Chilean President Sebastian Piñra unveiled an education-heavy 2013 budget bill on Sunday, as he seeks to improve the conservatives’ credentials before municipal elections in October and next year's presidential election.
The budget bill proposes increasing public spending by roughly 5% next year, Finance Minister Felipe Larrain said as he submitted the proposal to Congress. The measure would bring total spending to around 63 billion dollars, a record high.
Piñera is under pressure to increase spending after more than a year of massive marches over what protesters charge is a stratified, discriminatory, poor quality and costly education system.
The education demonstrations have become the greatest challenge of the Piñera administration that has been successful in helping the Chilean economy recovery higher growth rates.
Our citizens are rightly every day more conscious of their rights and demand solutions to their problems said Piñera, who cannot run for consecutive terms, said in a national address.
But we can't fall for the populist cries ... Amid this world in crisis, the Chilean economy is healthy, continues to grow and generate jobs and opportunities. We have to keep advancing.
Chile, the world's largest copper producer, is seen growing around 4.7% this year, boosted by the mining industry, robust domestic demand and its forestry, salmon and wine exports.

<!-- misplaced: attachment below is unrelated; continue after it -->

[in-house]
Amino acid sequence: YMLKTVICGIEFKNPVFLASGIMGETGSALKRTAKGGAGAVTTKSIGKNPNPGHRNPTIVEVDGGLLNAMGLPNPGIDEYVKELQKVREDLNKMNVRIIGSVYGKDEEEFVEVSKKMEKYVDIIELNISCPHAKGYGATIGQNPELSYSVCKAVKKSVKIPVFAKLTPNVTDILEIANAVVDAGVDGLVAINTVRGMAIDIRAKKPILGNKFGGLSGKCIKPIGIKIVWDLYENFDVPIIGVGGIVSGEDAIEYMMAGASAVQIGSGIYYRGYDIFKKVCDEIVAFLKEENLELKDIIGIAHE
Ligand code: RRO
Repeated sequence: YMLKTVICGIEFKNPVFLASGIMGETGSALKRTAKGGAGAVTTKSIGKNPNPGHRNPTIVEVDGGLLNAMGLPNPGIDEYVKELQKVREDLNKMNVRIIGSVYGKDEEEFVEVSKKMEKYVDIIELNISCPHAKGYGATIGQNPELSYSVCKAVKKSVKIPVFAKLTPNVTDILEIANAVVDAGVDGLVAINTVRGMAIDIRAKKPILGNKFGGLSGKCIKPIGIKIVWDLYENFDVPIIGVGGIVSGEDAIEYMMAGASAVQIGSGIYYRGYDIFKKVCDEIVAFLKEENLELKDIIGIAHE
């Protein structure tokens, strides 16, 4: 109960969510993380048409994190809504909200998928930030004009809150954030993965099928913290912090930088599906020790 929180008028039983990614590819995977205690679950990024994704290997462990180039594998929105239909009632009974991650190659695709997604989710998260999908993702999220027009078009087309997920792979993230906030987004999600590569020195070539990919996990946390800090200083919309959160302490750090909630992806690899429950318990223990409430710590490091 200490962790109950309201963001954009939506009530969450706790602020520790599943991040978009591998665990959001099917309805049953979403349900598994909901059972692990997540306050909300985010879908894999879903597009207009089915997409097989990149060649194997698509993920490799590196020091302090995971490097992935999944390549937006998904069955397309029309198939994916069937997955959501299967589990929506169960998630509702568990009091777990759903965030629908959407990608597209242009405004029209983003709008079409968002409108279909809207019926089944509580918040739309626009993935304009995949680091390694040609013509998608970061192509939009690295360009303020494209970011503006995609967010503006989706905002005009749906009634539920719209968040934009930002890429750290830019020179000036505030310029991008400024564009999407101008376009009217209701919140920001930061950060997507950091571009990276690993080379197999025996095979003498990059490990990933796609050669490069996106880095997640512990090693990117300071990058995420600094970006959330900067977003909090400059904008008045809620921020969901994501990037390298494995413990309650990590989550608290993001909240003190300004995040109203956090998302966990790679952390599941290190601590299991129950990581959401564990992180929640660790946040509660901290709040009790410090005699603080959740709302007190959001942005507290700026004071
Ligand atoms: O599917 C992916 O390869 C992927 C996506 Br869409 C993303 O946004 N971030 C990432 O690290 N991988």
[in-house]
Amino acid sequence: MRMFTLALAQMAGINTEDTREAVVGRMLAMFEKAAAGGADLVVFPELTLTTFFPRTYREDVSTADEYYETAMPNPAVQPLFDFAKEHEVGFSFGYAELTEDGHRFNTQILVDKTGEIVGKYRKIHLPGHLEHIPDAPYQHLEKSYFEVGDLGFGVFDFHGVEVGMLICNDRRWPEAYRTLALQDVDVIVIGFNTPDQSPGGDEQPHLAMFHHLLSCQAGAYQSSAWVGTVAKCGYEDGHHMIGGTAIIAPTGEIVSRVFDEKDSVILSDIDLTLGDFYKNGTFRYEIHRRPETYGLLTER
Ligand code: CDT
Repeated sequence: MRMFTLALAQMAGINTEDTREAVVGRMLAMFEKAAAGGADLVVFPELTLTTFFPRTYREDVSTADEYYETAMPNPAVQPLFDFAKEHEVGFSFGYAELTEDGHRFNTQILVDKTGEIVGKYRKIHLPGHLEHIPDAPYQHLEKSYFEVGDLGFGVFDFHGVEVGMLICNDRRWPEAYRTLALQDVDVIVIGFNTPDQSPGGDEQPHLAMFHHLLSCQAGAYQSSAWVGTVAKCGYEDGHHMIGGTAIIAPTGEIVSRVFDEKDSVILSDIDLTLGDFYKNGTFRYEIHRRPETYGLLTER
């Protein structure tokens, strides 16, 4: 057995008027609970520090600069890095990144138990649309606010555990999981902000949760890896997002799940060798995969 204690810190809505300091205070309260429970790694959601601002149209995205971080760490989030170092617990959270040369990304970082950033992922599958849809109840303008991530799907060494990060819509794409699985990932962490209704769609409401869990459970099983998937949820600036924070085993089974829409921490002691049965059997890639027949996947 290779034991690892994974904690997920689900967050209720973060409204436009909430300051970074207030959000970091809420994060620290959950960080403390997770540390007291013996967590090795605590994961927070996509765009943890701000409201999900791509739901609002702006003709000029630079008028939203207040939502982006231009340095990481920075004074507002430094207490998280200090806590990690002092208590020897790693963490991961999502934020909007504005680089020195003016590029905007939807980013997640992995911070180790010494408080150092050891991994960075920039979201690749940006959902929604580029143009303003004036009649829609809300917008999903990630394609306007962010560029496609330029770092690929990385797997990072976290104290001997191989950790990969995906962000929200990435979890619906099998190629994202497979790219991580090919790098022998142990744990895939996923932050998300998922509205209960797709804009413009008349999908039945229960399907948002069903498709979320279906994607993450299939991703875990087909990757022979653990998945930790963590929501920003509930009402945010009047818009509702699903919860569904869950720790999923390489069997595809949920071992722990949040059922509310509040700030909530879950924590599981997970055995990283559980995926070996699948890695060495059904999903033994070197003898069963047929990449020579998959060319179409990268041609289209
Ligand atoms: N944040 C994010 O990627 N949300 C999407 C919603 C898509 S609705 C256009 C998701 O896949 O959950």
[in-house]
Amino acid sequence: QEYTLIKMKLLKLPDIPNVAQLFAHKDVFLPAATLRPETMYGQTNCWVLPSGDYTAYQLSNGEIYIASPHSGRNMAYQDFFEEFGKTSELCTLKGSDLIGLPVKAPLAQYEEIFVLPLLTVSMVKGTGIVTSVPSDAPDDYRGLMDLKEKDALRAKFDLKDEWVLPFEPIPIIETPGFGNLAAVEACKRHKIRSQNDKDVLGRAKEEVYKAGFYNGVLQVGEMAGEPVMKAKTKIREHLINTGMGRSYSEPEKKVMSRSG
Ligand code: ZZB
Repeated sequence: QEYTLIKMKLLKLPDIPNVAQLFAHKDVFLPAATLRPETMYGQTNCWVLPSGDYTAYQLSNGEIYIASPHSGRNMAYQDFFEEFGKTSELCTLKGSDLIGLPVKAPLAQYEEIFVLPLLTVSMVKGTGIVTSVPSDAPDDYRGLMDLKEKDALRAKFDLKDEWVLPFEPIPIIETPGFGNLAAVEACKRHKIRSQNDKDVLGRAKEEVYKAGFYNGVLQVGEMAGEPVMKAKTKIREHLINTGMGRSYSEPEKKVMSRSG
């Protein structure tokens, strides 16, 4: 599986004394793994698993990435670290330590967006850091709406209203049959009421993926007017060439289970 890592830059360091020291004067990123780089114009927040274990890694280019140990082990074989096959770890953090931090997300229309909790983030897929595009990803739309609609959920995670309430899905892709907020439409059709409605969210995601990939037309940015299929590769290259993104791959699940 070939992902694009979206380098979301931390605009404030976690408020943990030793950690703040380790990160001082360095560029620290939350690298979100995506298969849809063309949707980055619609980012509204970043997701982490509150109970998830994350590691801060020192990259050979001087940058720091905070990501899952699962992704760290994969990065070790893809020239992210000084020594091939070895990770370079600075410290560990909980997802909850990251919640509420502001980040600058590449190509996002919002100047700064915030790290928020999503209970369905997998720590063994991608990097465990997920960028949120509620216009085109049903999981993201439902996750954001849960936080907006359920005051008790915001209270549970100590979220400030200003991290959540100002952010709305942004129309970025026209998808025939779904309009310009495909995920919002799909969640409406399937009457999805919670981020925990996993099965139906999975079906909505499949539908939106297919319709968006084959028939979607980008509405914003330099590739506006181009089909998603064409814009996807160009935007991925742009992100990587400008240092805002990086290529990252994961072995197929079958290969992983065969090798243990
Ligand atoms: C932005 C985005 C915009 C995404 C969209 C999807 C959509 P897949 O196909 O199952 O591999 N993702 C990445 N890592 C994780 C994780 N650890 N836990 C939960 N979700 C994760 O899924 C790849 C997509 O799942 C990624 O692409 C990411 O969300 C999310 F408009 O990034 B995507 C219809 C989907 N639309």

While Chile has long been held up as an economic model in Latin America, it has the highest income inequality among OECD countries and the rate has barely fallen since 1990, according to a report by the body last year.
Billionaire Piñera is Chile's most unpopular leader since General Augusto Pinochet's dictatorship ended in 1990, although polls also show the centre-left opposition bloc, the Concertacion, as unpopular.
Piñera's Economy, Public Works and Defence ministers are seen as potential presidential candidates in next year's presidential race. The social-democrats is pinning its hopes on a comeback by popular former president Michelle Bachelet, who has not said whether she will run.
The 2013 budget puts education spending at a record-high 12.8 billion dollars, Piñera said. But the move is set to fall short in the eyes of many student groups, which are seeking a massive revamp of the system including free schooling for all.
“The education budget for 2013 increases in 1.2 billion dollars, incorporates 100% of the resources created by the tax review, grows 9.4% in real terms and reached 12.8 billion dollars, the highest investment in education in our history”, underlined Piñera in national television.
”The president insists in maintaining the fallacy that parents have the right to choose (in terms of education). The ones who choose in Chile are only the ones who have money,” student leader Gabriel Boric said on Twitter after the speech.
Piñera also said the bill puts a special emphasis on combating crime and drug trafficking. Congress has 60 days to approve or reject the bill.